I stared down at the plate in front of me; at the grey paté, full of huge, ragged lumps of squirrel. My stomach churned as I thought of how my son and I used to feed the squirrels in the park. What would he say if he could see me now? What would he think had become of me? I took another large swig from my glass and attempted my first mouthful. It was disgusting. It turns out that squirrels might look cute but they taste horrible. But what could I do? I’d committed to the squirrel paté, I had to see it through to the bitter (literally, so bitter) end. Slowly but surely, I choked my starter down, aided by a large gulp of wine with every putrid mouthful. Throughout it all, Publishing Head Honcho looked at me with an expression of unadulterated horror. Oh, I’d made a lasting impression all right – she’d forever remember me as the drunken psycho who ate cute woodland creatures on toast!

The editorial colleague I’d come to the lunch with was almost beside himself on the tube back to our office. ‘I can’t believe you ate squirrel!’ he shrieked, in between fits of laughter – causing the entire carriage to stare at me with contempt. There was no way he was going to let me forget about this. The squirrel wasn’t either – it kept repeating on me every five minutes, filling my mouth with the pungent memory, haunting me from beyond its stomach-y grave.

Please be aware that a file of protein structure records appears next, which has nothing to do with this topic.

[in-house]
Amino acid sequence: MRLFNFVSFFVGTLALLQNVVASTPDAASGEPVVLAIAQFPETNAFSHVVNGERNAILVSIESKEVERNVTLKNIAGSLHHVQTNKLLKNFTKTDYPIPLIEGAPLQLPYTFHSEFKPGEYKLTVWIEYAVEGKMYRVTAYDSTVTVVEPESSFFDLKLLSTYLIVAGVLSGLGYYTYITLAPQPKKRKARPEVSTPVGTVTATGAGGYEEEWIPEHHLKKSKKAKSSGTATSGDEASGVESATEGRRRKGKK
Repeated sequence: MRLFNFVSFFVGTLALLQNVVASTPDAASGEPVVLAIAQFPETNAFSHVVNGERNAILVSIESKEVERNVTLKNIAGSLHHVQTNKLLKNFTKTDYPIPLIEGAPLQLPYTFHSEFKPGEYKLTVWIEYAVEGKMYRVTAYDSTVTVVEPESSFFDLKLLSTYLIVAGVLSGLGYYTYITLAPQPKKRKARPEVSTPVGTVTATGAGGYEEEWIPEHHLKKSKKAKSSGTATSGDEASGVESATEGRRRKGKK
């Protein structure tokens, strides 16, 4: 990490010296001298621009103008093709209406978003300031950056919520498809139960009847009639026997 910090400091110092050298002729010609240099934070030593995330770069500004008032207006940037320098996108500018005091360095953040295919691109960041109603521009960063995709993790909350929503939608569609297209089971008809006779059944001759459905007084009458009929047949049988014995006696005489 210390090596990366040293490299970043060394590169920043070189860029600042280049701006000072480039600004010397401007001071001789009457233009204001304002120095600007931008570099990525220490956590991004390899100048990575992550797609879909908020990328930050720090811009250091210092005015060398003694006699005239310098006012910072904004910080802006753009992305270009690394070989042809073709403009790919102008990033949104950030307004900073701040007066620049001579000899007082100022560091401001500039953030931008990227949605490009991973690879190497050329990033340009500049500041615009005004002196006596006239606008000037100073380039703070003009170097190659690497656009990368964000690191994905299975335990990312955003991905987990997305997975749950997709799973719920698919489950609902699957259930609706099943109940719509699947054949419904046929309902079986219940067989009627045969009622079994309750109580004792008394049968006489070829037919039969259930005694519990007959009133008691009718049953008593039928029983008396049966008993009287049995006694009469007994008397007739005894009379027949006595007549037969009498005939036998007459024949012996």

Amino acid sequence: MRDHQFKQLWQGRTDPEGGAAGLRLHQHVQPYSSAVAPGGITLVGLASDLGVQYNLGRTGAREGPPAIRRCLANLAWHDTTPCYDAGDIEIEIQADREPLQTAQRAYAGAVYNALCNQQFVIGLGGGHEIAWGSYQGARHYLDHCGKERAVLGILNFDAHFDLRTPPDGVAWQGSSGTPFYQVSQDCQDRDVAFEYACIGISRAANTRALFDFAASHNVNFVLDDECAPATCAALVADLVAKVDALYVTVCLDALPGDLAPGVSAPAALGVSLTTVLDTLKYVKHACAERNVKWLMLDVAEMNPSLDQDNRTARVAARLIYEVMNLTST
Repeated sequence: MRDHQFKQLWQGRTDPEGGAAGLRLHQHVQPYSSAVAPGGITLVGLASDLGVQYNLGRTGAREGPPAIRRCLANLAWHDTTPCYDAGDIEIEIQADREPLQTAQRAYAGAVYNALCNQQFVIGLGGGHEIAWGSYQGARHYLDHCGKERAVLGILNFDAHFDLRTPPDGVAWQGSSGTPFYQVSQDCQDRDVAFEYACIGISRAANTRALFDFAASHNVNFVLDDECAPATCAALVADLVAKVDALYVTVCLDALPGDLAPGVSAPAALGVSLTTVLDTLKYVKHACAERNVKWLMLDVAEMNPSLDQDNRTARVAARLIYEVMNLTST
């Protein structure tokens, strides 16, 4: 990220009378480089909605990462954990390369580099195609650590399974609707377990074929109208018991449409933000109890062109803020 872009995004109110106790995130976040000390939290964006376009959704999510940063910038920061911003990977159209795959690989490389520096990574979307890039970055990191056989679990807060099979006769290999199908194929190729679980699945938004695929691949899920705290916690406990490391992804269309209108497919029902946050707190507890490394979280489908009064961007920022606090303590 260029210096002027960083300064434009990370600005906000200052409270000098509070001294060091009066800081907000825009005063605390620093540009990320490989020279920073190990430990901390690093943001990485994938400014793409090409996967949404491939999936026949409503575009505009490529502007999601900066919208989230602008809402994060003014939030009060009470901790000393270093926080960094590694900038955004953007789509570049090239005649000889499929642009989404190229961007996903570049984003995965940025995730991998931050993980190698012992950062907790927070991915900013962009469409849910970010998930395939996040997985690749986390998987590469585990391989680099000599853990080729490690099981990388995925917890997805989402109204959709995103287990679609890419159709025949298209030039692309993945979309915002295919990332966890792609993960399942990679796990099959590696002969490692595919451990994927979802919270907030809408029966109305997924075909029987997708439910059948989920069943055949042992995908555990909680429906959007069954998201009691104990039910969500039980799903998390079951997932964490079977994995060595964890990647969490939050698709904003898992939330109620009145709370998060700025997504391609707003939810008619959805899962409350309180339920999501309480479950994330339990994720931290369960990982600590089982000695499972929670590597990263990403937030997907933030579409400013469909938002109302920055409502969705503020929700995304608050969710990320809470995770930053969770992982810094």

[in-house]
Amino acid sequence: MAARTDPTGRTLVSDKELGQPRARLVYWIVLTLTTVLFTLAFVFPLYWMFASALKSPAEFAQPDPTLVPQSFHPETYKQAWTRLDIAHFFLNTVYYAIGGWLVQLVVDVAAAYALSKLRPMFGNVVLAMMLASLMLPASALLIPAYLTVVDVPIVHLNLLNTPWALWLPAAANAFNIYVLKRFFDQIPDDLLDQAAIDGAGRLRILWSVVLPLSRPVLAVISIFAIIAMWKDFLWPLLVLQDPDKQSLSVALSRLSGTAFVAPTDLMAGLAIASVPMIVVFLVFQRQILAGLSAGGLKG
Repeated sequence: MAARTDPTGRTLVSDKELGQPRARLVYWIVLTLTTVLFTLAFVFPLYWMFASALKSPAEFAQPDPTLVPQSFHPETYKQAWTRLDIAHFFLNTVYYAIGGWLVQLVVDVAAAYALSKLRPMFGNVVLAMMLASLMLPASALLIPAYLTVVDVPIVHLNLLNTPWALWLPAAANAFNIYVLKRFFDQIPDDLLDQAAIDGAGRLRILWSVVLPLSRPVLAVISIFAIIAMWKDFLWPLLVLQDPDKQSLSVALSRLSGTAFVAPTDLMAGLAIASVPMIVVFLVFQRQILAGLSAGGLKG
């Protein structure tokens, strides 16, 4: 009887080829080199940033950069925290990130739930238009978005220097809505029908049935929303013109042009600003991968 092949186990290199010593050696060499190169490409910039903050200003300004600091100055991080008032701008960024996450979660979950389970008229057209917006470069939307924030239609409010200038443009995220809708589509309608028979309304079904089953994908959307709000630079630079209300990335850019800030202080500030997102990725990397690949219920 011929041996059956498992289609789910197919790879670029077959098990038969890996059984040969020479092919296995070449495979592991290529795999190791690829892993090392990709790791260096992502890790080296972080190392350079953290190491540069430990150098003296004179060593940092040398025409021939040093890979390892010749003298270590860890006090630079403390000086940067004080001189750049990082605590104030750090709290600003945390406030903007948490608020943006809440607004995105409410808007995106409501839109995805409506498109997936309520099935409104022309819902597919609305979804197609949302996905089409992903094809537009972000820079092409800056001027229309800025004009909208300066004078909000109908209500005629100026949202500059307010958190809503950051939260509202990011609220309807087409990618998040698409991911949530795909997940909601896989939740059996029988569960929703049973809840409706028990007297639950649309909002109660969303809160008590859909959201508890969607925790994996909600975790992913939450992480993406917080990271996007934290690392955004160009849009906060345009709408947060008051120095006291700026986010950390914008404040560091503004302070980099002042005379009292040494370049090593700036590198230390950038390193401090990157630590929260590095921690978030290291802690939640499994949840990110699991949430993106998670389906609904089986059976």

This terrible tale is just one example of how we can let our grasping for success get the better of us and cloud our judgement.

I ended up giving up hope I’d get a traditional book deal for my first young adult novel and self-published it instead. I’d written the book to try and help teens who might be going through the issues covered in the book, so I decided to give away the e-book for free.

Interestingly, it was when I abandoned all grasping for the traditional definition of success that I ended up having the biggest success of my career – winning a national book award for my self published novel and a new, four-book publishing deal.

But I never forgot the lesson squirrel-on-toast-gate taught me. Writing for the love of it and to try and help other people is now all I strive for and magically, the rest seems to take care of itself.

You can find out more about how redefining success in this way can change everything for the better in my new book, Something More…a Spiritual Misfit’s Search for Meaning, which is out now and available here.